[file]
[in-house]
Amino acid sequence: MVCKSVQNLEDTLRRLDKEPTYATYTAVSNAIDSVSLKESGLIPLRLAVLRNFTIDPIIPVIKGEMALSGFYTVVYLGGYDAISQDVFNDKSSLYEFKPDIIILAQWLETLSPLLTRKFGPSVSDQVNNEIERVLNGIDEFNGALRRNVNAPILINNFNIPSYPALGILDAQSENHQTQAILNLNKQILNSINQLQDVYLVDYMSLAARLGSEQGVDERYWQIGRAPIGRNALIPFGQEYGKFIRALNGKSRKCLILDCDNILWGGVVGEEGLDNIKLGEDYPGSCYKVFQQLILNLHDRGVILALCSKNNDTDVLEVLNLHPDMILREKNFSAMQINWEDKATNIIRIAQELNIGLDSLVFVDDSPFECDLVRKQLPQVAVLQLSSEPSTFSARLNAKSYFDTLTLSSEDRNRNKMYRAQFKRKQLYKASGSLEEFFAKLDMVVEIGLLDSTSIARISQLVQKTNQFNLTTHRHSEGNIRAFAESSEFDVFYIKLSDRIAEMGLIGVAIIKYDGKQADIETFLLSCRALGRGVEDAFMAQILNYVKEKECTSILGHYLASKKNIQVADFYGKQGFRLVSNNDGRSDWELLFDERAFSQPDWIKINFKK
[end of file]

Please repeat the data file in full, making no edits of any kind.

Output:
[in-house]
Amino acid sequence: MVCKSVQNLEDTLRRLDKEPTYATYTAVSNAIDSVSLKESGLIPLRLAVLRNFTIDPIIPVIKGEMALSGFYTVVYLGGYDAISQDVFNDKSSLYEFKPDIIILAQWLETLSPLLTRKFGPSVSDQVNNEIERVLNGIDEFNGALRRNVNAPILINNFNIPSYPALGILDAQSENHQTQAILNLNKQILNSINQLQDVYLVDYMSLAARLGSEQGVDERYWQIGRAPIGRNALIPFGQEYGKFIRALNGKSRKCLILDCDNILWGGVVGEEGLDNIKLGEDYPGSCYKVFQQLILNLHDRGVILALCSKNNDTDVLEVLNLHPDMILREKNFSAMQINWEDKATNIIRIAQELNIGLDSLVFVDDSPFECDLVRKQLPQVAVLQLSSEPSTFSARLNAKSYFDTLTLSSEDRNRNKMYRAQFKRKQLYKASGSLEEFFAKLDMVVEIGLLDSTSIARISQLVQKTNQFNLTTHRHSEGNIRAFAESSEFDVFYIKLSDRIAEMGLIGVAIIKYDGKQADIETFLLSCRALGRGVEDAFMAQILNYVKEKECTSILGHYLASKKNIQVADFYGKQGFRLVSNNDGRSDWELLFDERAFSQPDWIKINFKK